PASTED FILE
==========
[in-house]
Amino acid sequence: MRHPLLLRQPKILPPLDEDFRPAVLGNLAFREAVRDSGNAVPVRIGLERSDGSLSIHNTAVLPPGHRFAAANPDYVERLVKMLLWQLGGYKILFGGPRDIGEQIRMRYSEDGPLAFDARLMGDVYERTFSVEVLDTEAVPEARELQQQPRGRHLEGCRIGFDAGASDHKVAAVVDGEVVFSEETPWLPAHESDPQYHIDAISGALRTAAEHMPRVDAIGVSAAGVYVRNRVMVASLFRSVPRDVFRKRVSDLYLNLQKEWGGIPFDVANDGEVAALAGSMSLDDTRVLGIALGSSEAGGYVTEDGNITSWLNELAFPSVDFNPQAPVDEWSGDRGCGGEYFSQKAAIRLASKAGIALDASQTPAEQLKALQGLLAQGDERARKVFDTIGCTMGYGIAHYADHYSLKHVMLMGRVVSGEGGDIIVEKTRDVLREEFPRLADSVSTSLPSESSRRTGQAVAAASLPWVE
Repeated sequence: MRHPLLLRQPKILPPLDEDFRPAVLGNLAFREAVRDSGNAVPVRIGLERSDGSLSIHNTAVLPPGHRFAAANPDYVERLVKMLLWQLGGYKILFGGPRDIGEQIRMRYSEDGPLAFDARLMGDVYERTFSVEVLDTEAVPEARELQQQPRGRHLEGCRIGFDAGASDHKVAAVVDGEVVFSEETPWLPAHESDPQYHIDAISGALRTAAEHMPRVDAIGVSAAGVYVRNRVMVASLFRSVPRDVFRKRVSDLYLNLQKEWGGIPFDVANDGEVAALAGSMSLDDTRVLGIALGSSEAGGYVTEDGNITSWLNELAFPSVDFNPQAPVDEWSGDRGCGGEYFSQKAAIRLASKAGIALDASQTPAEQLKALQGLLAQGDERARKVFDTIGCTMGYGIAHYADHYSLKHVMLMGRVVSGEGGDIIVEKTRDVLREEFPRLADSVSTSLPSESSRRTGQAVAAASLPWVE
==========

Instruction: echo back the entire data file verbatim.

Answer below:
[in-house]
Amino acid sequence: MRHPLLLRQPKILPPLDEDFRPAVLGNLAFREAVRDSGNAVPVRIGLERSDGSLSIHNTAVLPPGHRFAAANPDYVERLVKMLLWQLGGYKILFGGPRDIGEQIRMRYSEDGPLAFDARLMGDVYERTFSVEVLDTEAVPEARELQQQPRGRHLEGCRIGFDAGASDHKVAAVVDGEVVFSEETPWLPAHESDPQYHIDAISGALRTAAEHMPRVDAIGVSAAGVYVRNRVMVASLFRSVPRDVFRKRVSDLYLNLQKEWGGIPFDVANDGEVAALAGSMSLDDTRVLGIALGSSEAGGYVTEDGNITSWLNELAFPSVDFNPQAPVDEWSGDRGCGGEYFSQKAAIRLASKAGIALDASQTPAEQLKALQGLLAQGDERARKVFDTIGCTMGYGIAHYADHYSLKHVMLMGRVVSGEGGDIIVEKTRDVLREEFPRLADSVSTSLPSESSRRTGQAVAAASLPWVE
Repeated sequence: MRHPLLLRQPKILPPLDEDFRPAVLGNLAFREAVRDSGNAVPVRIGLERSDGSLSIHNTAVLPPGHRFAAANPDYVERLVKMLLWQLGGYKILFGGPRDIGEQIRMRYSEDGPLAFDARLMGDVYERTFSVEVLDTEAVPEARELQQQPRGRHLEGCRIGFDAGASDHKVAAVVDGEVVFSEETPWLPAHESDPQYHIDAISGALRTAAEHMPRVDAIGVSAAGVYVRNRVMVASLFRSVPRDVFRKRVSDLYLNLQKEWGGIPFDVANDGEVAALAGSMSLDDTRVLGIALGSSEAGGYVTEDGNITSWLNELAFPSVDFNPQAPVDEWSGDRGCGGEYFSQKAAIRLASKAGIALDASQTPAEQLKALQGLLAQGDERARKVFDTIGCTMGYGIAHYADHYSLKHVMLMGRVVSGEGGDIIVEKTRDVLREEFPRLADSVSTSLPSESSRRTGQAVAAASLPWVE